A problem with evaluation of the interventions available is that the therapists working in health or education settings may be under pressure to demonstrate effectiveness, but outcomes or rates of progress may not easily be measured.  In any event, the needs of the “whole child” have increasingly been recognised and personal or emotional growth is seen as no less significant than specific cognitive or educational advances.


The kind of targets that could be adopted with any intervention could be drawn from the following and hierarchical list :


The authors reiterate the problems associated with the range of types and levels of needs, and variability of functioning with implications for a similar range of specialist services, and educational placements which might cover the spectrum between mainstream schooling to 52 week per year specialist residential schooling.


Some of these themes were taken up at a recent conference where Jones (2005) held that planning an intervention is still based upon a kind of “best guess” …. there is still no criterion by which reliably to determine the approach to which a child will make the most positive response.  Meanwhile, it is argued that it is dangerous to place great faith in the efficacy of any single given package, especially if it is necessary to modify the environment and the way in which individuals approach the child or set expectations alongside the precise interventions used with the child him or herself.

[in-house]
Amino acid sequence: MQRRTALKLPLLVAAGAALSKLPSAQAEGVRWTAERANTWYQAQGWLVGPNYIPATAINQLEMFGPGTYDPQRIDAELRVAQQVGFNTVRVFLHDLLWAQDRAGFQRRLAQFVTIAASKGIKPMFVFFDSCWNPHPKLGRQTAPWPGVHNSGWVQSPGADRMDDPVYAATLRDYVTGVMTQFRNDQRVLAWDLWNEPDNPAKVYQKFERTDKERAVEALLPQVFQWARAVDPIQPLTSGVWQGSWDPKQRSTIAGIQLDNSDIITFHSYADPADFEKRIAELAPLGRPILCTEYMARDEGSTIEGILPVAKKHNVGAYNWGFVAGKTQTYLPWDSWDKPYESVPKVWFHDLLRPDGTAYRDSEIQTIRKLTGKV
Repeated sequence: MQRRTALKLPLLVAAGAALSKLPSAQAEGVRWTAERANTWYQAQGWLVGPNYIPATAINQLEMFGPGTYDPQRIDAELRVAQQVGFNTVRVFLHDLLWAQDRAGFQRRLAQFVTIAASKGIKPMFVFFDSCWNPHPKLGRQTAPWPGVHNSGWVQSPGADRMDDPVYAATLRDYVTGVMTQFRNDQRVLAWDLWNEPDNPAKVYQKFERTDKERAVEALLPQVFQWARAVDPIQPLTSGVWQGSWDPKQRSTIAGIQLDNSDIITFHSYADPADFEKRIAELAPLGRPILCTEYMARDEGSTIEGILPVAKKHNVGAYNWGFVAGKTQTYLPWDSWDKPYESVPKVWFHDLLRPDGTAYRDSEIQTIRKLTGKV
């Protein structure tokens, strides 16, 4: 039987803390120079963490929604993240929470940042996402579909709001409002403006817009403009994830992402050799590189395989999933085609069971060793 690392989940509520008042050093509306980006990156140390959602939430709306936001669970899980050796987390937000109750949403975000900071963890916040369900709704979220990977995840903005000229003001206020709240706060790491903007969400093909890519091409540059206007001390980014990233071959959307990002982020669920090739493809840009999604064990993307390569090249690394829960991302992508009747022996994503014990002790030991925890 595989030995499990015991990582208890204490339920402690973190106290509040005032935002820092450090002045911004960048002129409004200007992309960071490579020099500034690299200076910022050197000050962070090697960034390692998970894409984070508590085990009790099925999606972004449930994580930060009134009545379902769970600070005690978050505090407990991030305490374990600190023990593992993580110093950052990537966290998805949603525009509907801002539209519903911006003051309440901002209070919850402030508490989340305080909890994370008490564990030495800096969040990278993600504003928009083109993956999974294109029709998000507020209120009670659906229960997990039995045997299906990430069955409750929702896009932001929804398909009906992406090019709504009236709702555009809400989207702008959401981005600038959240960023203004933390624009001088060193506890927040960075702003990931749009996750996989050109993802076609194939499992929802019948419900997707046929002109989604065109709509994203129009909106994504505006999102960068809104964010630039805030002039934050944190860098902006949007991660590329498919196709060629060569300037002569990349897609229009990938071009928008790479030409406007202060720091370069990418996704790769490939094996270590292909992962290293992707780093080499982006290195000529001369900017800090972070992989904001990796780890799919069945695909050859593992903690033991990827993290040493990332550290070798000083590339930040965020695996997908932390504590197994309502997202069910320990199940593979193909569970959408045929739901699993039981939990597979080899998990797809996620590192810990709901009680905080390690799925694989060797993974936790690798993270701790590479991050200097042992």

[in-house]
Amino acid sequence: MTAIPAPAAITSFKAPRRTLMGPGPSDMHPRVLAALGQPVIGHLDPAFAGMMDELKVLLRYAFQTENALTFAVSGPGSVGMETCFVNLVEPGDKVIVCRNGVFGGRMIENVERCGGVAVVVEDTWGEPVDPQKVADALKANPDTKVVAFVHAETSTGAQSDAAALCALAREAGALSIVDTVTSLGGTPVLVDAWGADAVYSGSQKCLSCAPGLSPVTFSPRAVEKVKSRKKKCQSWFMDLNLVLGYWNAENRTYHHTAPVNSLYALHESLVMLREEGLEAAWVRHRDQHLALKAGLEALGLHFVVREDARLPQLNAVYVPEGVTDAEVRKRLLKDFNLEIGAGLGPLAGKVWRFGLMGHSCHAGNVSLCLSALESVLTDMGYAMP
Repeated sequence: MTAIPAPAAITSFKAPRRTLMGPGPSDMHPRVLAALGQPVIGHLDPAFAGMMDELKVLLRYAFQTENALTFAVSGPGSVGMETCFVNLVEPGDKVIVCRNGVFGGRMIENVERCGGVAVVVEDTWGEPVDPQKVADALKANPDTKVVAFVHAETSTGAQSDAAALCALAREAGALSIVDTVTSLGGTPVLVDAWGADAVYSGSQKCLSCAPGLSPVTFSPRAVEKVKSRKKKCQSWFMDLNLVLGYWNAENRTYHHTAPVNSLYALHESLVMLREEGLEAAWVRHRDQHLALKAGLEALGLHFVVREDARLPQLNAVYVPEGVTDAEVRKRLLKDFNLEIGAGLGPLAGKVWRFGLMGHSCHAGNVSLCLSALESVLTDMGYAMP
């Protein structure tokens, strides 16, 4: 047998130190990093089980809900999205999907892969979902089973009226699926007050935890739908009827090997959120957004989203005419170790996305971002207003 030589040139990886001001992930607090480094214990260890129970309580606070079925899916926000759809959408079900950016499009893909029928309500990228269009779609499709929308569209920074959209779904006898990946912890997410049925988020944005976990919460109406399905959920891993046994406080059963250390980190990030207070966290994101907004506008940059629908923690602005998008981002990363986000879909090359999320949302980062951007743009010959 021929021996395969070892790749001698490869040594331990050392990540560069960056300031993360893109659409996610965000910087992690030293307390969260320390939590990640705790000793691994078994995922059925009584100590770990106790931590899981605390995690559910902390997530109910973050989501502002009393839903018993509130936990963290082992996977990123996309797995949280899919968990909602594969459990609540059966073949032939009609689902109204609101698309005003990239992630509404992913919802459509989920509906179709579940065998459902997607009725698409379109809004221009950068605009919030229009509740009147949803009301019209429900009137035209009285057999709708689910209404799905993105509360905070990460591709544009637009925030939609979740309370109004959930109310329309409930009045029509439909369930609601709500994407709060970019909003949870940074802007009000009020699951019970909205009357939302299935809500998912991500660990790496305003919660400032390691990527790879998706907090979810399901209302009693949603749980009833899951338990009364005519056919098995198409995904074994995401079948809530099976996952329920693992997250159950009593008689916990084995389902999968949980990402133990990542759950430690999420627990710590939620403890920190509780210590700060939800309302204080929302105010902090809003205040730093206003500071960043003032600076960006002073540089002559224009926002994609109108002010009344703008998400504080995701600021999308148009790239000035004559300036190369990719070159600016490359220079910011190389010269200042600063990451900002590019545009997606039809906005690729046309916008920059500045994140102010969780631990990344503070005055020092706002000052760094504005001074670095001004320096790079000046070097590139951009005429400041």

Each child will represent a unique set of abilities and weaknesses and behaviours and anxieties, but the suggestion is that children of school age will all benefit from planning which focuses upon the major and common issues of communication and language, social and emotional understanding, friendships, flexibility of thought and behaviour, sensory issues, self esteem, strengths and individual interests, and life/leisure skills.


Jones, too, recognises the challenges for planning interventions which arise from the heterogeneity of the population, the shifts in diagnostic criteria, co-morbidities, and changing fashions in what is perceived as the most appropriate style of treatment.  

Evaluation may be confused by a lack of clarity of targets or by variation in the way an intervention is actually implemented, changes in the professionals involved, and idiosyncratic combinations of interventions or therapies.